An iron complex has become the first single-molecule magnetic memory that works at room temperature. ‘It’s a paradigm shift that will significantly impact the field,’ says Roberta Sessoli from the University of Florence, Italy, a pioneer in molecular magnetism who wasn’t involved in the project. The discovery could lead to miniaturised memory devices, which would reduce the energy consumption of everyday electronics.
Sometimes molecules possess a memory effect known as bistability, where they can switch between two configurations in response to an external stimulus. Single-molecule magnets, for example, showcase magnetic bistability when exposed to external magnetic fields. However, this effect only holds at very low temperatures – a dysprosium compound currently holds the stability record at 80K.
Spin-crossover complexes present an alternative approach. ‘In spin crossover, the system changes its electronic configuration, even the geometrical arrangements of atoms,’ explains Sessoli. ‘This modifies the number of unpaired electrons, thus the magnetic properties.’ Such structural shifts mean spin-crossover systems only show bistability in bulk – never as isolated species. Until now.
‘Our discovery totally escapes the classic theory,’ says materials researcher José Ramón Galán-Mascarós, from the Institute of Chemical Research of Catalonia in Tarragona, Spain. ‘It’s a single-molecule memory that works at room temperature,’ he says. It looks like the perfect partnership between the two traditional effects, nevertheless it’s purely spin crossover. ‘We’ve designed an iron-based molecule that maintains the magnetic memory without cooperativity,’ adds Galán-Mascarós. ‘It’s unprecedented.’
‘Spin-crossover complexes need the cooperative effect,’ explains Christoph Busche from the University of Strathclyde in Glasgow, UK. ‘Usually, you need a lot [of molecules] to detect it,’ he adds. ‘In the paper, researchers did strong dilutions in liquid and solid forms, and the memory effect is always there!’
Busche explains that solid dilutions – where zinc replaces iron atoms – are standard practice in the field of molecular magnetism. Despite supplanting 95% of the iron, bistability persists. ‘It’s pretty exciting this effect is observed in single molecules,’ says Busche.
According to Galán-Mascarós, the secret is the molecular structure of the anionic iron–triazole complex. ‘Originally, we pursued anionic spin-crossover compounds because they were scarce,’ he explains. ‘Moreover, they open the possibility of cool combinations with cations to create convenient hybrid materials.’
Additionally, this unique anionic structure serves another purpose: when heated up, the atoms rearrange and the negatively charged functional groups separate in space. ‘This effect ensures the magnetic memory “locks” at high temperatures, as bringing back together the charges creates repulsive responses,’ adds Galán-Mascarós.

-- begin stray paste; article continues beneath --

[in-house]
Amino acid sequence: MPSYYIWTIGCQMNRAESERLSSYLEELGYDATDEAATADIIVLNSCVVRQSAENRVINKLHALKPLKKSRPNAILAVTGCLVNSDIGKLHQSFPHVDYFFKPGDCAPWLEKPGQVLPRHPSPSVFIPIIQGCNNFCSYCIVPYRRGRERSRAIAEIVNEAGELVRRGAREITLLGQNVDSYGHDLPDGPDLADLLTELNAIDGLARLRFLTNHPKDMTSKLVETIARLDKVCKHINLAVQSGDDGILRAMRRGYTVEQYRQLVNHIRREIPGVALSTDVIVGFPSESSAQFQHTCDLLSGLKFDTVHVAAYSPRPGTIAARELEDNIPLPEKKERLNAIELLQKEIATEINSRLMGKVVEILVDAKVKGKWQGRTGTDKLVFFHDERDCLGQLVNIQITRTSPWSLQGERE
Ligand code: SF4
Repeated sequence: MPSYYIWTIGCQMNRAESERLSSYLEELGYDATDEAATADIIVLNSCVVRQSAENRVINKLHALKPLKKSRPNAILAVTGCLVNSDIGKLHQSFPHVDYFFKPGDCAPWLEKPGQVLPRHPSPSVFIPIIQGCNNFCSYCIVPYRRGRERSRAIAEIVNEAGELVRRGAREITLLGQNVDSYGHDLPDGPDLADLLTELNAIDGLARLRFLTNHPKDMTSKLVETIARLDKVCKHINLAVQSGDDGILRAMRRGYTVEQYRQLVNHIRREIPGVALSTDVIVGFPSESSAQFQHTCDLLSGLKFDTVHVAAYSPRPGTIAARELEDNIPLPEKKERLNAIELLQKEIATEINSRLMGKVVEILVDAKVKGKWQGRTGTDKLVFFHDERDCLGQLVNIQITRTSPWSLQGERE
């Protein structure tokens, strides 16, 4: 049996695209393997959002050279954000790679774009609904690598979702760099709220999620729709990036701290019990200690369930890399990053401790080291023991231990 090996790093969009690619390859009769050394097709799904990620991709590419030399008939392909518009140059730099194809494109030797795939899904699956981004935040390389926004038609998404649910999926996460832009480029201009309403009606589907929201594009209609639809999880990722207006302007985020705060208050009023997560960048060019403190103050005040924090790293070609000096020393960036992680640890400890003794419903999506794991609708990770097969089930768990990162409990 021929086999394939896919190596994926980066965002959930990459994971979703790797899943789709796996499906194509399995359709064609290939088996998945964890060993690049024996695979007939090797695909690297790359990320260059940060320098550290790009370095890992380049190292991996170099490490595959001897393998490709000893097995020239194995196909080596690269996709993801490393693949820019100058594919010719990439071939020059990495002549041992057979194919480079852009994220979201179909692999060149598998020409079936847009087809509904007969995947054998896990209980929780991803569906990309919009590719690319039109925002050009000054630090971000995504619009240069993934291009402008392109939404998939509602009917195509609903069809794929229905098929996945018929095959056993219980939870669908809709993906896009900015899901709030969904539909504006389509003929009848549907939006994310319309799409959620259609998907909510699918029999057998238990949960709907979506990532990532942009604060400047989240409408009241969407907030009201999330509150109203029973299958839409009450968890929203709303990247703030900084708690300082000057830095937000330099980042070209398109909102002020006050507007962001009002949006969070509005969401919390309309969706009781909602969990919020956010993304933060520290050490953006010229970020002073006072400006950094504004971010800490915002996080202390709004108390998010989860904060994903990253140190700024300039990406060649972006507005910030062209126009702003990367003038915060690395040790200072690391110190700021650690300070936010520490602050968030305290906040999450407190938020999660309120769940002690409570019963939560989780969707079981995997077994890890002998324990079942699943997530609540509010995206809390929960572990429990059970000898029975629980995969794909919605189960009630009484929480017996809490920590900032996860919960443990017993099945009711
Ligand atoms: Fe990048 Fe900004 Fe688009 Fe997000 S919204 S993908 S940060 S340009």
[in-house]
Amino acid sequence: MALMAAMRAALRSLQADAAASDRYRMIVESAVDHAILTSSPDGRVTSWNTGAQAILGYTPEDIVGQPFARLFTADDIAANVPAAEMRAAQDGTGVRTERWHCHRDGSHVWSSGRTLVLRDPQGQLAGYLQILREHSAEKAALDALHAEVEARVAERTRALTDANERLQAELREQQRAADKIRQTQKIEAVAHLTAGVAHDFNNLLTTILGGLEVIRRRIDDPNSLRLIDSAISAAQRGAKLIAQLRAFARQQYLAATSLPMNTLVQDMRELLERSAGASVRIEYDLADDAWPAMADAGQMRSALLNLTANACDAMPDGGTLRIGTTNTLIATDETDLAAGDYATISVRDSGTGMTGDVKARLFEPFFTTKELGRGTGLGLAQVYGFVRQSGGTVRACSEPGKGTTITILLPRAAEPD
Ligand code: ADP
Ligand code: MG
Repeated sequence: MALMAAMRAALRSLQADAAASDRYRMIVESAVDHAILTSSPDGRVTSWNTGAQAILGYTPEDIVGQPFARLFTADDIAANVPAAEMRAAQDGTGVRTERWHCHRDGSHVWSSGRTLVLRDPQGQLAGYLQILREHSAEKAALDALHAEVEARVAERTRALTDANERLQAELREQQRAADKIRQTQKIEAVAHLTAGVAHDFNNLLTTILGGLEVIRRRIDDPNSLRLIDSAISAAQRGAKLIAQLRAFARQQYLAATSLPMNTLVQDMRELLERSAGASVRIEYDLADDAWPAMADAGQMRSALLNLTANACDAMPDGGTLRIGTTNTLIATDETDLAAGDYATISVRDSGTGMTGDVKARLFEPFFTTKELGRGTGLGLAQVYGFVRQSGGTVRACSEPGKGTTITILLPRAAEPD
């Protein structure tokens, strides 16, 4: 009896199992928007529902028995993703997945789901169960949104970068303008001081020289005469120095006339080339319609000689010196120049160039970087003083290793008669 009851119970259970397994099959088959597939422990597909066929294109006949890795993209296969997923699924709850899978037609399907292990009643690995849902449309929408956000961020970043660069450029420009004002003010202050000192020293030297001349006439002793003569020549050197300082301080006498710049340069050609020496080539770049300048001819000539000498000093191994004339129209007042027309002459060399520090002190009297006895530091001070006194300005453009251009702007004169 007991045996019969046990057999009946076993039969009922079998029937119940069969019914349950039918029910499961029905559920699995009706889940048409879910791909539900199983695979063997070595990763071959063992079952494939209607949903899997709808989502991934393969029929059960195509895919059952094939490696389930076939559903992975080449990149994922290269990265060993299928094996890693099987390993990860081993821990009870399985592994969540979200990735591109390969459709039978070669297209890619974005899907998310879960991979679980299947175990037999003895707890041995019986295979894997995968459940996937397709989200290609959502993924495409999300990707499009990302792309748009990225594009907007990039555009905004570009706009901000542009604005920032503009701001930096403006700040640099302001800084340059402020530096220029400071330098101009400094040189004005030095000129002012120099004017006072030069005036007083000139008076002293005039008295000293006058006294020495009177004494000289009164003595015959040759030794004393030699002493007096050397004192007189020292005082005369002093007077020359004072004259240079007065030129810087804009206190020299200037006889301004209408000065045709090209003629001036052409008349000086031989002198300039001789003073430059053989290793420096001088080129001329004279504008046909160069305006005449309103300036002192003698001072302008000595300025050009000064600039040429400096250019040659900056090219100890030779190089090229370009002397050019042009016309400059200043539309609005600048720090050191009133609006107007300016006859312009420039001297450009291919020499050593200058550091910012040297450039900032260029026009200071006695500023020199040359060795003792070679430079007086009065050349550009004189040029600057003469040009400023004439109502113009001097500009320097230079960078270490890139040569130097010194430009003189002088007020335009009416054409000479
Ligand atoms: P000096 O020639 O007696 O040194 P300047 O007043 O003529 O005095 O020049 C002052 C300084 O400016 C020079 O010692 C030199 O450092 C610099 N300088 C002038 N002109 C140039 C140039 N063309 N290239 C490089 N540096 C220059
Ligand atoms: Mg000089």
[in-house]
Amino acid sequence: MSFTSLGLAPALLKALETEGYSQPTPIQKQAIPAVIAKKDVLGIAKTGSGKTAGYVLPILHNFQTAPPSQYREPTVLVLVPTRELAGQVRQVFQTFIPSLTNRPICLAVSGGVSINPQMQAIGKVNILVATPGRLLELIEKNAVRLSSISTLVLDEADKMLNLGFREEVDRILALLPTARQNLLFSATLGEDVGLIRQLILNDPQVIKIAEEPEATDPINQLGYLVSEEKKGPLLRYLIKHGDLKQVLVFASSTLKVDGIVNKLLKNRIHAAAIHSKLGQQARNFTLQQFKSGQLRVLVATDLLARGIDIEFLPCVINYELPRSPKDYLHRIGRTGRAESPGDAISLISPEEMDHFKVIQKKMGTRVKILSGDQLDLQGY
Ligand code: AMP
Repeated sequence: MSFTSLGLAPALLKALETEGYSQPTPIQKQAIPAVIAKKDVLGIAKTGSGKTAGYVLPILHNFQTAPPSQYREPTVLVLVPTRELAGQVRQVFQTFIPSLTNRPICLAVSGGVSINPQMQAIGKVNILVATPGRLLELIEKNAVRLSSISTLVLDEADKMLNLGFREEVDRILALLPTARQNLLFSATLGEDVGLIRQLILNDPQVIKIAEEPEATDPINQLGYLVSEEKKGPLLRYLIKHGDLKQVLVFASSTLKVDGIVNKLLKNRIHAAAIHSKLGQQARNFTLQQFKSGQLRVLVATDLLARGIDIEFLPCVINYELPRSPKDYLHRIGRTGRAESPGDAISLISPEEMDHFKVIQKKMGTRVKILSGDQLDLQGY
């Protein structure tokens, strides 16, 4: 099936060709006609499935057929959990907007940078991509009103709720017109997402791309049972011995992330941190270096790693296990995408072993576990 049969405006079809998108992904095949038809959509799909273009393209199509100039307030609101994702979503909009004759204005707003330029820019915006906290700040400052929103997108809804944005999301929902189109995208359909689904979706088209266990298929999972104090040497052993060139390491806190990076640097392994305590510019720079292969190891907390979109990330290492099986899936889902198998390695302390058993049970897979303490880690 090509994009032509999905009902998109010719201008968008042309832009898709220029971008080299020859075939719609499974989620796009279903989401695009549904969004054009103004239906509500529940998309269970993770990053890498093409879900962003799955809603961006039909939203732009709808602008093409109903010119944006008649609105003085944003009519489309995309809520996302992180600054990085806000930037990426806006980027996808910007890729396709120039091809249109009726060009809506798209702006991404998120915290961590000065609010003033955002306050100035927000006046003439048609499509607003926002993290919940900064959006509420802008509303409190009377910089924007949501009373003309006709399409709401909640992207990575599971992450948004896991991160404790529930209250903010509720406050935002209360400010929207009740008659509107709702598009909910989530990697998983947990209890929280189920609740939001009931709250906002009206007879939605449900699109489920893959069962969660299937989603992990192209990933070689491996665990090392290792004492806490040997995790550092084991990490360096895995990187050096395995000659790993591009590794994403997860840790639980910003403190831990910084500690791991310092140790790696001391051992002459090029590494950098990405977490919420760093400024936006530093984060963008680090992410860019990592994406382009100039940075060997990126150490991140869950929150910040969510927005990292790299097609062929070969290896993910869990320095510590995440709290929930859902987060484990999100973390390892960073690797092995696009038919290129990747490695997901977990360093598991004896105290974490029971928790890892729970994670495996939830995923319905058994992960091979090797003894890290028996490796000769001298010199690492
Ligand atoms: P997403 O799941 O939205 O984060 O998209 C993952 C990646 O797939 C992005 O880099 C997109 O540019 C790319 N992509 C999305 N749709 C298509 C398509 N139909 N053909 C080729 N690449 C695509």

‘Indeed, this ligand makes this complex special,’ says Sessoli. ‘The many anionic branches build a network of intramolecular hydrogen bonds that induce bistability,’ she adds.
However, the temperature switch is probably the main weakness of the new magnetic memory. ‘It’s not very handy,’ says Sessoli. Currently, researchers need a gradual temperature transition to “record” information – the slower, the better for bistability. ‘Fast writing remains an issue for this type of materials,’ she adds. Nevertheless, future investigations could uncover quicker activation methods, including pressure, light or electricity. ‘Maybe even laser pulses,’ dreams Galán-Mascarós.
Reading information is straightforward, though. Besides the magnetic memory change, the iron complex changes colour from white to purple after the spin transition. ‘This provides a very easy way of detecting the different states, on top of measuring the magnetic moments,’ explains Busche.
To ensure the memory effect appeared on the scale of a single molecule, the team of researchers performed exhaustive experiments including NMR, dynamic light scattering, magnetic susceptibility, UV–visible spectroscopy and DFT computational simulations. ‘Extraordinary claims require extraordinary evidences,’ Galán-Mascarós said . ‘We delivered these thanks to a unique and diverse interdisciplinary team, including leading experts in spin crossover.’
Far from disputing previous proposed theories in spin crossover, these results open many new opportunities in the field of molecular magnetism. ‘It’s a revolution,’ says Galán-Mascarós. ‘Room-temperature single-molecule memories will create new possibilities for data storage, reducing resource needs in terms of space and energy consumption,’ he adds. ‘It’s a first step towards molecular bits.’
A Moneo-Corcuera et al, Chem, 2022, DOI: 10.1016/j.chempr.2022.09.025